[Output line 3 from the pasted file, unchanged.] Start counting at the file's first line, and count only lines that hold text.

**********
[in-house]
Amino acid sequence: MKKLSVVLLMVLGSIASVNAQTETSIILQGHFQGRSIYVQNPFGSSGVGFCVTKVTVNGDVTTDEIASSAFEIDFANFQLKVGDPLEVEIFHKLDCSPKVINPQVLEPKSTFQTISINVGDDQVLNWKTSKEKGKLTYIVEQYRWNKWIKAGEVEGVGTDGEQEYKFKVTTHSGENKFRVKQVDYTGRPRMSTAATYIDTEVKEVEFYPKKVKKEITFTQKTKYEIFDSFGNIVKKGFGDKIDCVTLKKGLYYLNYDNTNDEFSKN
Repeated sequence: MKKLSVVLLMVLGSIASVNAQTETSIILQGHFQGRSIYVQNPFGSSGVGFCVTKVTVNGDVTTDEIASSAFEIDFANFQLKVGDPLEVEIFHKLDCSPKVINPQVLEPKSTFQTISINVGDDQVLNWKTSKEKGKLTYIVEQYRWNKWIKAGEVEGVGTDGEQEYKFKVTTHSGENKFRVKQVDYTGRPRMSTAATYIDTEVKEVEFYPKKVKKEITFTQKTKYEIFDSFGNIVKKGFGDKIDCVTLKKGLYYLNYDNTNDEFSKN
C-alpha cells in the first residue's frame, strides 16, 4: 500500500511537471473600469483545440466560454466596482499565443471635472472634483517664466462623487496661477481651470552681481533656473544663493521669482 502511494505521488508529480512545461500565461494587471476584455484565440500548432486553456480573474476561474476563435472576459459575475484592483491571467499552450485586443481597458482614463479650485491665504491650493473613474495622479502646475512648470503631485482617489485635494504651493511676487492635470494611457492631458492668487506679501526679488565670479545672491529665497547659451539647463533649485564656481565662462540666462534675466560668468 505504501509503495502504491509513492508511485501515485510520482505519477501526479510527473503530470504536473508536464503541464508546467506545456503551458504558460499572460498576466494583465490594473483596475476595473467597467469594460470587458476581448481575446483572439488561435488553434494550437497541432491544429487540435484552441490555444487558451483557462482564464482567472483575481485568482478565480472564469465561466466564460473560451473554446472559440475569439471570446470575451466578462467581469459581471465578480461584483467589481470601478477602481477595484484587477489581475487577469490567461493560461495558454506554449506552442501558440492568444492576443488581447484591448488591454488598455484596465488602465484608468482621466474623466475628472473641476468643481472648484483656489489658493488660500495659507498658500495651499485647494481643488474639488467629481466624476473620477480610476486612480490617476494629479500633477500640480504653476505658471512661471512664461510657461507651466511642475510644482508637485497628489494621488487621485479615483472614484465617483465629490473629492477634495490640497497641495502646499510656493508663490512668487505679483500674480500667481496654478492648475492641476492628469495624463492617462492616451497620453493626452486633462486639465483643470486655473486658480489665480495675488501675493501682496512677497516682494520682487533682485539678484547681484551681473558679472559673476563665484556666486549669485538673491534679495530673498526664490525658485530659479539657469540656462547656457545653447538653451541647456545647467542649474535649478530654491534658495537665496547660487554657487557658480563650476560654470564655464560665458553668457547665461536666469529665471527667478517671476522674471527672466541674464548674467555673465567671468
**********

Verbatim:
Repeated sequence: MKKLSVVLLMVLGSIASVNAQTETSIILQGHFQGRSIYVQNPFGSSGVGFCVTKVTVNGDVTTDEIASSAFEIDFANFQLKVGDPLEVEIFHKLDCSPKVINPQVLEPKSTFQTISINVGDDQVLNWKTSKEKGKLTYIVEQYRWNKWIKAGEVEGVGTDGEQEYKFKVTTHSGENKFRVKQVDYTGRPRMSTAATYIDTEVKEVEFYPKKVKKEITFTQKTKYEIFDSFGNIVKKGFGDKIDCVTLKKGLYYLNYDNTNDEFSKN